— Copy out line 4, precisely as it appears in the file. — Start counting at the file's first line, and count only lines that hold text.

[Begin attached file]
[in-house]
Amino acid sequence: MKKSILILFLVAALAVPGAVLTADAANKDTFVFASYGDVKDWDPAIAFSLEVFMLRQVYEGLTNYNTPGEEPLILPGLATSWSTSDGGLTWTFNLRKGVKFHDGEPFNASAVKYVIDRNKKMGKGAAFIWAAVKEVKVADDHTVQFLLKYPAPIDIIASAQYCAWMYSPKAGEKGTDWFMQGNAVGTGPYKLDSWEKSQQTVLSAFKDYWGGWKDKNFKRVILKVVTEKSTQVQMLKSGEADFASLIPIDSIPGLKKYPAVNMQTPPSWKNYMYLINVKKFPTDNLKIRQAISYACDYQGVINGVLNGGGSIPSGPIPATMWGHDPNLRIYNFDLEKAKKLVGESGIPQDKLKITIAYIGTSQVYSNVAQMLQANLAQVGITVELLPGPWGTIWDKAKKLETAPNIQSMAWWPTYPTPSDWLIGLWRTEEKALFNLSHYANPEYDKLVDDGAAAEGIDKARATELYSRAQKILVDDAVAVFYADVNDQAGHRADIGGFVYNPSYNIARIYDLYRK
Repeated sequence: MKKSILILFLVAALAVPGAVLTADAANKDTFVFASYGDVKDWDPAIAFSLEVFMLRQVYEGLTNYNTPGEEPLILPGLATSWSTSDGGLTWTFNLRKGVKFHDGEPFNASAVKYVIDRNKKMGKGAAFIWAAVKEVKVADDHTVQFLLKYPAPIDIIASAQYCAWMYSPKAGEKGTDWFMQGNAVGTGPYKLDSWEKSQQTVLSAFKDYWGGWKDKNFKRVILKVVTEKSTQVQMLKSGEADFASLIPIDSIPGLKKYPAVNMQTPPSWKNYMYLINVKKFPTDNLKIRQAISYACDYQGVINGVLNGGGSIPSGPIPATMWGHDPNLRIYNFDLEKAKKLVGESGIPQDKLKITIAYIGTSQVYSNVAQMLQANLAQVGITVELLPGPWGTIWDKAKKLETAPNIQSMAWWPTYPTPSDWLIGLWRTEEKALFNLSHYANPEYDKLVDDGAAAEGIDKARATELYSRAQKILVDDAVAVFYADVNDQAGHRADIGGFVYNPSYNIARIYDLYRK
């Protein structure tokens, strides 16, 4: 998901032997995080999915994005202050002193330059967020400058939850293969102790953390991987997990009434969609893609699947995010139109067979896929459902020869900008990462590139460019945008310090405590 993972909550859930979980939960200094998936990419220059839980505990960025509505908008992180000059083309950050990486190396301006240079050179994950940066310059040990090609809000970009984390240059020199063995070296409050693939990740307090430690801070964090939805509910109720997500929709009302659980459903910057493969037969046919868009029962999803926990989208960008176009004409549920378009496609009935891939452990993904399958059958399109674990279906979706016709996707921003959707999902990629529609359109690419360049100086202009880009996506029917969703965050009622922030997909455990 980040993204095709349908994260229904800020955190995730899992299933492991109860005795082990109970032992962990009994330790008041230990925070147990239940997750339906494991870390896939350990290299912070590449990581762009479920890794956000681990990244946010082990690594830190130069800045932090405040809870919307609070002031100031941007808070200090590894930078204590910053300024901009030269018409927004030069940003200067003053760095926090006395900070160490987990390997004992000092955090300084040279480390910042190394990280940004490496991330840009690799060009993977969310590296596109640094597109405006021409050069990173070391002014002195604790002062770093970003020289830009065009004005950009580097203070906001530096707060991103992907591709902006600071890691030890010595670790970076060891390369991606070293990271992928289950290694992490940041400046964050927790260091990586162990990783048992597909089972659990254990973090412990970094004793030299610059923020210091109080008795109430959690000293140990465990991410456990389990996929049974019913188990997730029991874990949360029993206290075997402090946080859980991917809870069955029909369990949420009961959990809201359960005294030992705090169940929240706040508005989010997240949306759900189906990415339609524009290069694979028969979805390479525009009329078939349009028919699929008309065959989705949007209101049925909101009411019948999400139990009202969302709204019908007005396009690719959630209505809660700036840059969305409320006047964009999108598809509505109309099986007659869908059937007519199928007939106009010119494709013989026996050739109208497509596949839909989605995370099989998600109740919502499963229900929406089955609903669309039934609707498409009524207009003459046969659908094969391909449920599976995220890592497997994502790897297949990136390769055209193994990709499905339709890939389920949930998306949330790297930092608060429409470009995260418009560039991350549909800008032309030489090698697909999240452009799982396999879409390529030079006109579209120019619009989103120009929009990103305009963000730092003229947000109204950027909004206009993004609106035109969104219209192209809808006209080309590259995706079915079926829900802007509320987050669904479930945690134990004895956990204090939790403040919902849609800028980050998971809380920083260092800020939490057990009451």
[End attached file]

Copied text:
């Protein structure tokens, strides 16, 4: 998901032997995080999915994005202050002193330059967020400058939850293969102790953390991987997990009434969609893609699947995010139109067979896929459902020869900008990462590139460019945008310090405590 993972909550859930979980939960200094998936990419220059839980505990960025509505908008992180000059083309950050990486190396301006240079050179994950940066310059040990090609809000970009984390240059020199063995070296409050693939990740307090430690801070964090939805509910109720997500929709009302659980459903910057493969037969046919868009029962999803926990989208960008176009004409549920378009496609009935891939452990993904399958059958399109674990279906979706016709996707921003959707999902990629529609359109690419360049100086202009880009996506029917969703965050009622922030997909455990 980040993204095709349908994260229904800020955190995730899992299933492991109860005795082990109970032992962990009994330790008041230990925070147990239940997750339906494991870390896939350990290299912070590449990581762009479920890794956000681990990244946010082990690594830190130069800045932090405040809870919307609070002031100031941007808070200090590894930078204590910053300024901009030269018409927004030069940003200067003053760095926090006395900070160490987990390997004992000092955090300084040279480390910042190394990280940004490496991330840009690799060009993977969310590296596109640094597109405006021409050069990173070391002014002195604790002062770093970003020289830009065009004005950009580097203070906001530096707060991103992907591709902006600071890691030890010595670790970076060891390369991606070293990271992928289950290694992490940041400046964050927790260091990586162990990783048992597909089972659990254990973090412990970094004793030299610059923020210091109080008795109430959690000293140990465990991410456990389990996929049974019913188990997730029991874990949360029993206290075997402090946080859980991917809870069955029909369990949420009961959990809201359960005294030992705090169940929240706040508005989010997240949306759900189906990415339609524009290069694979028969979805390479525009009329078939349009028919699929008309065959989705949007209101049925909101009411019948999400139990009202969302709204019908007005396009690719959630209505809660700036840059969305409320006047964009999108598809509505109309099986007659869908059937007519199928007939106009010119494709013989026996050739109208497509596949839909989605995370099989998600109740919502499963229900929406089955609903669309039934609707498409009524207009003459046969659908094969391909449920599976995220890592497997994502790897297949990136390769055209193994990709499905339709890939389920949930998306949330790297930092608060429409470009995260418009560039991350549909800008032309030489090698697909999240452009799982396999879409390529030079006109579209120019619009989103120009929009990103305009963000730092003229947000109204950027909004206009993004609106035109969104219209192209809808006209080309590259995706079915079926829900802007509320987050669904479930945690134990004895956990204090939790403040919902849609800028980050998971809380920083260092800020939490057990009451």